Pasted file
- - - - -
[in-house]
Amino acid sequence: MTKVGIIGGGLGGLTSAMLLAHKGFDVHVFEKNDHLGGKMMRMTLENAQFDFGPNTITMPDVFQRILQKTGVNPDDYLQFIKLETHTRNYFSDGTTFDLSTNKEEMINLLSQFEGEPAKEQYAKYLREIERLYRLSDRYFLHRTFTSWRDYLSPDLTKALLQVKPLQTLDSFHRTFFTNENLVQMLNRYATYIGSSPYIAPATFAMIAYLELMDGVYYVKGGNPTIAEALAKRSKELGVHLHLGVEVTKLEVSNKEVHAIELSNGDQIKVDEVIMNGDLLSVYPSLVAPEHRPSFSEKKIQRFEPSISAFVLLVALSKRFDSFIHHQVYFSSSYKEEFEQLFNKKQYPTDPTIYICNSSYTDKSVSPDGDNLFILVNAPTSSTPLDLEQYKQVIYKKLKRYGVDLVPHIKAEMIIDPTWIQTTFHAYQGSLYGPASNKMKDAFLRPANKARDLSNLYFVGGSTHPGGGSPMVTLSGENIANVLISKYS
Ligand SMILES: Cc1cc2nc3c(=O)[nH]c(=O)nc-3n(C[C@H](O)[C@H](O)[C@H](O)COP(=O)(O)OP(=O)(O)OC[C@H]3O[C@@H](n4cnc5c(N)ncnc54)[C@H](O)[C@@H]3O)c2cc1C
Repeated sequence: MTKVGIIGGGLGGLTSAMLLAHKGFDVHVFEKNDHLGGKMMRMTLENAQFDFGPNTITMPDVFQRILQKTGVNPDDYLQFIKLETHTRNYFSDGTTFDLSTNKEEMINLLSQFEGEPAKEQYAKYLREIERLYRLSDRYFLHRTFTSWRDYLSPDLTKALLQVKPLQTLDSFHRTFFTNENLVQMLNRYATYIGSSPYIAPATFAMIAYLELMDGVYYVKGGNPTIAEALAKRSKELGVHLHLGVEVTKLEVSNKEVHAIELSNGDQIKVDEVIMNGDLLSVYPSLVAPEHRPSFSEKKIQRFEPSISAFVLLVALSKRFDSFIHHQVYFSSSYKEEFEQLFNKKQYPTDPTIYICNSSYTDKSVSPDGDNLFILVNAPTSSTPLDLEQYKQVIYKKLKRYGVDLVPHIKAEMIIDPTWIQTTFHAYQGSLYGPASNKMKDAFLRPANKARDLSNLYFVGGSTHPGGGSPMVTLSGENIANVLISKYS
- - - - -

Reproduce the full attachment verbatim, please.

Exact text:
[in-house]
Amino acid sequence: MTKVGIIGGGLGGLTSAMLLAHKGFDVHVFEKNDHLGGKMMRMTLENAQFDFGPNTITMPDVFQRILQKTGVNPDDYLQFIKLETHTRNYFSDGTTFDLSTNKEEMINLLSQFEGEPAKEQYAKYLREIERLYRLSDRYFLHRTFTSWRDYLSPDLTKALLQVKPLQTLDSFHRTFFTNENLVQMLNRYATYIGSSPYIAPATFAMIAYLELMDGVYYVKGGNPTIAEALAKRSKELGVHLHLGVEVTKLEVSNKEVHAIELSNGDQIKVDEVIMNGDLLSVYPSLVAPEHRPSFSEKKIQRFEPSISAFVLLVALSKRFDSFIHHQVYFSSSYKEEFEQLFNKKQYPTDPTIYICNSSYTDKSVSPDGDNLFILVNAPTSSTPLDLEQYKQVIYKKLKRYGVDLVPHIKAEMIIDPTWIQTTFHAYQGSLYGPASNKMKDAFLRPANKARDLSNLYFVGGSTHPGGGSPMVTLSGENIANVLISKYS
Ligand SMILES: Cc1cc2nc3c(=O)[nH]c(=O)nc-3n(C[C@H](O)[C@H](O)[C@H](O)COP(=O)(O)OP(=O)(O)OC[C@H]3O[C@@H](n4cnc5c(N)ncnc54)[C@H](O)[C@@H]3O)c2cc1C
Repeated sequence: MTKVGIIGGGLGGLTSAMLLAHKGFDVHVFEKNDHLGGKMMRMTLENAQFDFGPNTITMPDVFQRILQKTGVNPDDYLQFIKLETHTRNYFSDGTTFDLSTNKEEMINLLSQFEGEPAKEQYAKYLREIERLYRLSDRYFLHRTFTSWRDYLSPDLTKALLQVKPLQTLDSFHRTFFTNENLVQMLNRYATYIGSSPYIAPATFAMIAYLELMDGVYYVKGGNPTIAEALAKRSKELGVHLHLGVEVTKLEVSNKEVHAIELSNGDQIKVDEVIMNGDLLSVYPSLVAPEHRPSFSEKKIQRFEPSISAFVLLVALSKRFDSFIHHQVYFSSSYKEEFEQLFNKKQYPTDPTIYICNSSYTDKSVSPDGDNLFILVNAPTSSTPLDLEQYKQVIYKKLKRYGVDLVPHIKAEMIIDPTWIQTTFHAYQGSLYGPASNKMKDAFLRPANKARDLSNLYFVGGSTHPGGGSPMVTLSGENIANVLISKYS